As to tip openings, the Yamaha mouthpieces are all at the narrower end of the spectrum. I started with the 4C mouthpiece on each of my horns, soprano/alto/tenor, but I found that after about six months of playing on each, I started squeeking like I did when I first started. It seemed like I was closing off the mouthpiece. I experimented with stronger reeds (I play Rico Royal #2 or #2.5 on all my horns), but going to the slightly wider tip opening of the 6C and keeping the same reeds seemed to work better for me. That combo just blew free and easy, and the squeek disappeared. The stiffer reed on the 4C made me feel like I was really having to work.
Additionally, when I did switch, I found the 6C to be a little quieter and more mellow. I hadn't considered the 4C to be bright or harsh before, but it seems that way now by comparison.
I bought my tenor used, and it had a Selmer S80 C* mouthpiece with it. I alternated the 6C with it for about two weeks, and finally settled on the C*. It too seems just a little darker and mellow than the 6C, which I like.
I've tried a variety of the less expensive mouthpieces on my soprano and alto, and I always come back to the Yamahas. In sound, response, and ease of play, they just seem to fit me better. I have a Rico Graftonite A5 alto piece which does play well, but it is considerably louder than the Yamaha pieces, so I don't play it as often.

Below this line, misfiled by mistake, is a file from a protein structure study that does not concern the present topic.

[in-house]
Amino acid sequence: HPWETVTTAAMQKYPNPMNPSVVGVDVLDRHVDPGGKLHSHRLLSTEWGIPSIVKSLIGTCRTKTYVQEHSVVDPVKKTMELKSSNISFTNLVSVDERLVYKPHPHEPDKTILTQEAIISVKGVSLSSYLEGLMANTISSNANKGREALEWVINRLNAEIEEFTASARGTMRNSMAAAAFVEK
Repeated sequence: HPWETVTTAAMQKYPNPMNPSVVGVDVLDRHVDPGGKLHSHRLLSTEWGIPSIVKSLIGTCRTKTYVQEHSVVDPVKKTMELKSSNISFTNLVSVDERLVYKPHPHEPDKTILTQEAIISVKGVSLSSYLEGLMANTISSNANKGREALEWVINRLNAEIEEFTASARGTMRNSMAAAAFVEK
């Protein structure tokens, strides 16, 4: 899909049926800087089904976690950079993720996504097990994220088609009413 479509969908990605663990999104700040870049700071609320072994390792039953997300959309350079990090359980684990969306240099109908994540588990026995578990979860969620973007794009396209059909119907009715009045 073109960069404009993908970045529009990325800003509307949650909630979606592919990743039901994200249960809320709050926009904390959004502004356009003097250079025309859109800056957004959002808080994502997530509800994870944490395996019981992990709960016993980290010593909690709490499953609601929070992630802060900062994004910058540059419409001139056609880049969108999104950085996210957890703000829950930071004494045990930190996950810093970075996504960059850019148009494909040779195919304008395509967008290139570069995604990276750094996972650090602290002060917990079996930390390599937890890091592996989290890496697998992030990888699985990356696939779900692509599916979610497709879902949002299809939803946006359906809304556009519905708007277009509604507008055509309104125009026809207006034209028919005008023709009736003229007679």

As to my beginning to close off the 4C after playing it for a few months, it has been suggested several times here that that indicates my embouchure isn't proper. Several much more experienced players have said they've been on the 4C for many years with no problems. I certainly wouldn't argue with that, but the wider tip opening seems to have been the cure for me, and all is well now. I don't know-maybe it's just my peculiarity.
 

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An update on my Yamaha 4C, as Gandalfe above says about giving a mp time, I now agree, I was quick to write mine off thinking as I played more, that a natural progression was to keep moving up a tip size! Eventually ending up on a 10 * or higher?
But I have found now,most of my problems (as a beginner on sop) was embouchure problems IE, clenching tightening on the higher registers and when comming down to the lower register finding that I was still playing the octave above! Or closing off the tip. After listening and taking advice, I am now keeping (or trying to keep) the same strength of embouchure from top to bottom and it seems to work. From what I can see on the question of 'off the shelf' mp choice, it seems the Yamaha 4C or Selmer C* will suffice for most players for most of their playing future.
BUT...... we are experimenters!!!!
 

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There may be another piece to the puzzle that may get overlooked (I certainly have) when trying different mouthpiece/reed combinations. I have a couple mouthpieces (my tenor, in particular) that, like the 4C seem to have no power, almost like too little a tip opening - the sound is small and constrained; not open, no power. But I have found that in addition to reed/mouthpiece/tip opening combinations, some mouthpieces require MUCH more diaphragm support before they start to sound good. I know pros who have no problem getting great sound out of a 4C - they gig with it. I could not. But if I put the soprano-level support on my tenor mp, I do get a nice powerful sound - something my tenor mp does not seem to have at more relaxed settings. And, for me anyway, more support allows my embouchure to relax a bit.